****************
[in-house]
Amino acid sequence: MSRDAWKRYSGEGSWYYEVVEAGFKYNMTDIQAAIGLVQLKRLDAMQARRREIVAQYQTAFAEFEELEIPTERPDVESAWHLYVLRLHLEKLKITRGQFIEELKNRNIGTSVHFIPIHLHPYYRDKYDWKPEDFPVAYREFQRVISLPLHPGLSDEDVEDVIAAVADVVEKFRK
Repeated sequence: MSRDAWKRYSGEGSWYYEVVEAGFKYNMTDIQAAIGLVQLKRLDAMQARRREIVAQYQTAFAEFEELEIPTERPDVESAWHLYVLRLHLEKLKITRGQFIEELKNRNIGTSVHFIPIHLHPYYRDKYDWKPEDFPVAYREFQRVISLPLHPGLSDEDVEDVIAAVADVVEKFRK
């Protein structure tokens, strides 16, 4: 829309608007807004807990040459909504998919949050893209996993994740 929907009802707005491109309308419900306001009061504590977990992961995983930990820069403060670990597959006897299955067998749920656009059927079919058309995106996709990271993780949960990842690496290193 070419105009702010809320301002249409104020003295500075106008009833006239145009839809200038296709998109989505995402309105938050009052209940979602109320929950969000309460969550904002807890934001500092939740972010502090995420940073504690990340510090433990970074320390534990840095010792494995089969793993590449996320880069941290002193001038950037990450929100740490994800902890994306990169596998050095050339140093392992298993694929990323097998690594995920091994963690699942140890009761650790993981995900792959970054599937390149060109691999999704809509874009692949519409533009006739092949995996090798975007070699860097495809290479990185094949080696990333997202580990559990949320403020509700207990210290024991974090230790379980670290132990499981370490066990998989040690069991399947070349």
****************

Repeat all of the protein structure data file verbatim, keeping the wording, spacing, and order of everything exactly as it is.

[in-house]
Amino acid sequence: MSRDAWKRYSGEGSWYYEVVEAGFKYNMTDIQAAIGLVQLKRLDAMQARRREIVAQYQTAFAEFEELEIPTERPDVESAWHLYVLRLHLEKLKITRGQFIEELKNRNIGTSVHFIPIHLHPYYRDKYDWKPEDFPVAYREFQRVISLPLHPGLSDEDVEDVIAAVADVVEKFRK
Repeated sequence: MSRDAWKRYSGEGSWYYEVVEAGFKYNMTDIQAAIGLVQLKRLDAMQARRREIVAQYQTAFAEFEELEIPTERPDVESAWHLYVLRLHLEKLKITRGQFIEELKNRNIGTSVHFIPIHLHPYYRDKYDWKPEDFPVAYREFQRVISLPLHPGLSDEDVEDVIAAVADVVEKFRK
């Protein structure tokens, strides 16, 4: 829309608007807004807990040459909504998919949050893209996993994740 929907009802707005491109309308419900306001009061504590977990992961995983930990820069403060670990597959006897299955067998749920656009059927079919058309995106996709990271993780949960990842690496290193 070419105009702010809320301002249409104020003295500075106008009833006239145009839809200038296709998109989505995402309105938050009052209940979602109320929950969000309460969550904002807890934001500092939740972010502090995420940073504690990340510090433990970074320390534990840095010792494995089969793993590449996320880069941290002193001038950037990450929100740490994800902890994306990169596998050095050339140093392992298993694929990323097998690594995920091994963690699942140890009761650790993981995900792959970054599937390149060109691999999704809509874009692949519409533009006739092949995996090798975007070699860097495809290479990185094949080696990333997202580990559990949320403020509700207990210290024991974090230790379980670290132990499981370490066990998989040690069991399947070349």